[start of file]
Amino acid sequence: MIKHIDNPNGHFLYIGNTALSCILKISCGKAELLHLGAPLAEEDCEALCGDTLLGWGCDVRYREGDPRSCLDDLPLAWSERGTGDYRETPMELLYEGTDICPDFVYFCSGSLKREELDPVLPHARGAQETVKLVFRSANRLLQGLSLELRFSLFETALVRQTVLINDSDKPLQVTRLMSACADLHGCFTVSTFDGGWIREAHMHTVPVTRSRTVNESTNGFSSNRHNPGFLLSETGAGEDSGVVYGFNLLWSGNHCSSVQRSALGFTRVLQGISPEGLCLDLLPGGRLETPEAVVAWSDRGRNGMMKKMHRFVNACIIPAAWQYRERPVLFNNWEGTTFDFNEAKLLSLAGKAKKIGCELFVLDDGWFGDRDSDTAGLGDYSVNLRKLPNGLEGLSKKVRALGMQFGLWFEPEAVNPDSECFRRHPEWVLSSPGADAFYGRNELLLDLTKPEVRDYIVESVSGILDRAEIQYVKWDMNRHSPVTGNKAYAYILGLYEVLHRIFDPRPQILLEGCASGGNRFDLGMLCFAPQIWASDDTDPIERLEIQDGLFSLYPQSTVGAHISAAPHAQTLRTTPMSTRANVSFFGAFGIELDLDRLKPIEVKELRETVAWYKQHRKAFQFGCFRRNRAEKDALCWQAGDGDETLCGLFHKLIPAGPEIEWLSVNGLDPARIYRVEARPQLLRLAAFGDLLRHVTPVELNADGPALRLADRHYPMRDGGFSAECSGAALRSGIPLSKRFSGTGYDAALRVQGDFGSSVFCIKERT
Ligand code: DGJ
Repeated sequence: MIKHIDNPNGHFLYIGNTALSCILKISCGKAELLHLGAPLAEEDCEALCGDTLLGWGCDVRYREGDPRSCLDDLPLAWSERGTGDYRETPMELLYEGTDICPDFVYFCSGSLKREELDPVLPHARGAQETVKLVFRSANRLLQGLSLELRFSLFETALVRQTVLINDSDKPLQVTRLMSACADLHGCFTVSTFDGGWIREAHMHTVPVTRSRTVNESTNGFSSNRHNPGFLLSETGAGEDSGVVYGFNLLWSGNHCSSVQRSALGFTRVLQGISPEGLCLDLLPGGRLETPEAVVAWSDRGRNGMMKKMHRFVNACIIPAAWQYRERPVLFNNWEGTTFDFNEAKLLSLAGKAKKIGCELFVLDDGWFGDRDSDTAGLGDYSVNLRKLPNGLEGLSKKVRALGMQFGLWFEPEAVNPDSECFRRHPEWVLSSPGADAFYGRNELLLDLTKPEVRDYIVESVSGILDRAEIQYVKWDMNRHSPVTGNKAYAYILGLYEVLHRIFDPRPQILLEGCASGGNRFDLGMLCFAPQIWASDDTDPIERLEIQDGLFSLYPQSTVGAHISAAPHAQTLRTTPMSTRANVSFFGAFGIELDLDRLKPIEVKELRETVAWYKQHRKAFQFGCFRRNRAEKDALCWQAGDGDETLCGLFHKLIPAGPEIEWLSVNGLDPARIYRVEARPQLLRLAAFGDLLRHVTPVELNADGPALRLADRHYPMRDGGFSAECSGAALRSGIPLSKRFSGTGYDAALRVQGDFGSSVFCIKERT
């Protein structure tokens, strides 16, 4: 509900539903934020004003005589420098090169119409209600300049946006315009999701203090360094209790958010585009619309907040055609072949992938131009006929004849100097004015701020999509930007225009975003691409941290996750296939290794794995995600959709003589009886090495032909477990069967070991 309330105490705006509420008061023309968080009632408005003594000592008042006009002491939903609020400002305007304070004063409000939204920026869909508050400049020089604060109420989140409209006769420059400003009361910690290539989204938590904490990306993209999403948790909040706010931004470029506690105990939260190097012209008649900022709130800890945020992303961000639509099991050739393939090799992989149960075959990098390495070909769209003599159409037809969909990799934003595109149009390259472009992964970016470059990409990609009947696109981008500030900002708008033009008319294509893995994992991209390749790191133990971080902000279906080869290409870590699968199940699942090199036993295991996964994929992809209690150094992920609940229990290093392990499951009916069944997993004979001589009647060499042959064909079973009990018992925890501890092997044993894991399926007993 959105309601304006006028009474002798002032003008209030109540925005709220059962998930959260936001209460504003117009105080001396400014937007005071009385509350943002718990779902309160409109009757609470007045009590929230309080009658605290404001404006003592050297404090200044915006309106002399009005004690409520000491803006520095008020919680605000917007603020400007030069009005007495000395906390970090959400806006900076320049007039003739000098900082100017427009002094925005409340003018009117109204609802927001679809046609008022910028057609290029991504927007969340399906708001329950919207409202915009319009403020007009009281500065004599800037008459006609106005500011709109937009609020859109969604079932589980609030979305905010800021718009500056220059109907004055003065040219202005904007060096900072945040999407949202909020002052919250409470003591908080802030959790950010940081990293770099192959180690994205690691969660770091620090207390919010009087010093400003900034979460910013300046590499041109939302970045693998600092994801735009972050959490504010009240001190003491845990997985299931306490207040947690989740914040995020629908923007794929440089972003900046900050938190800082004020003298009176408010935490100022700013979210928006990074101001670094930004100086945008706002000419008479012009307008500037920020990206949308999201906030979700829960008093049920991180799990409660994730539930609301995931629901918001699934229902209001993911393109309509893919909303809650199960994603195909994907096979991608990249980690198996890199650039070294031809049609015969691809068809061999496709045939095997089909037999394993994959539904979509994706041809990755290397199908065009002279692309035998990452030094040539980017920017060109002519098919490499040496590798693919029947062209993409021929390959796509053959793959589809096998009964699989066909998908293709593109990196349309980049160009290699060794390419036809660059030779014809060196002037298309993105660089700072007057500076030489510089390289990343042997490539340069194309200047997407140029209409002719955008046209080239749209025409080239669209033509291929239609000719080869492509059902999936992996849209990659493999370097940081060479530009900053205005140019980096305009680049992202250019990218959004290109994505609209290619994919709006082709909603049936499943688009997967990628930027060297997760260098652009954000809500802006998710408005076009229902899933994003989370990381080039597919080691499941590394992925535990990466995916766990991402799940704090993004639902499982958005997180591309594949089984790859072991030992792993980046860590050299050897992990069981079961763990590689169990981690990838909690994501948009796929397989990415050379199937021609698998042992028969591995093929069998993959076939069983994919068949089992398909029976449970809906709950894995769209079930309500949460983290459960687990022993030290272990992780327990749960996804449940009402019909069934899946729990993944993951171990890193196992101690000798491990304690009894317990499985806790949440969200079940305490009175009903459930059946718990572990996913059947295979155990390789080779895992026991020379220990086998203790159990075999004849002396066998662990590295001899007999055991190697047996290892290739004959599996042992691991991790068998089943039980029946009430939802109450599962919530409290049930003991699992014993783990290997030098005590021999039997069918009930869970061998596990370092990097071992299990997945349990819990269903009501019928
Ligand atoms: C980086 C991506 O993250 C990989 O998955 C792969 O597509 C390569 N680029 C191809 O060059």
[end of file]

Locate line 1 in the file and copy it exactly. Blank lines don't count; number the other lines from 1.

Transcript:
Amino acid sequence: MIKHIDNPNGHFLYIGNTALSCILKISCGKAELLHLGAPLAEEDCEALCGDTLLGWGCDVRYREGDPRSCLDDLPLAWSERGTGDYRETPMELLYEGTDICPDFVYFCSGSLKREELDPVLPHARGAQETVKLVFRSANRLLQGLSLELRFSLFETALVRQTVLINDSDKPLQVTRLMSACADLHGCFTVSTFDGGWIREAHMHTVPVTRSRTVNESTNGFSSNRHNPGFLLSETGAGEDSGVVYGFNLLWSGNHCSSVQRSALGFTRVLQGISPEGLCLDLLPGGRLETPEAVVAWSDRGRNGMMKKMHRFVNACIIPAAWQYRERPVLFNNWEGTTFDFNEAKLLSLAGKAKKIGCELFVLDDGWFGDRDSDTAGLGDYSVNLRKLPNGLEGLSKKVRALGMQFGLWFEPEAVNPDSECFRRHPEWVLSSPGADAFYGRNELLLDLTKPEVRDYIVESVSGILDRAEIQYVKWDMNRHSPVTGNKAYAYILGLYEVLHRIFDPRPQILLEGCASGGNRFDLGMLCFAPQIWASDDTDPIERLEIQDGLFSLYPQSTVGAHISAAPHAQTLRTTPMSTRANVSFFGAFGIELDLDRLKPIEVKELRETVAWYKQHRKAFQFGCFRRNRAEKDALCWQAGDGDETLCGLFHKLIPAGPEIEWLSVNGLDPARIYRVEARPQLLRLAAFGDLLRHVTPVELNADGPALRLADRHYPMRDGGFSAECSGAALRSGIPLSKRFSGTGYDAALRVQGDFGSSVFCIKERT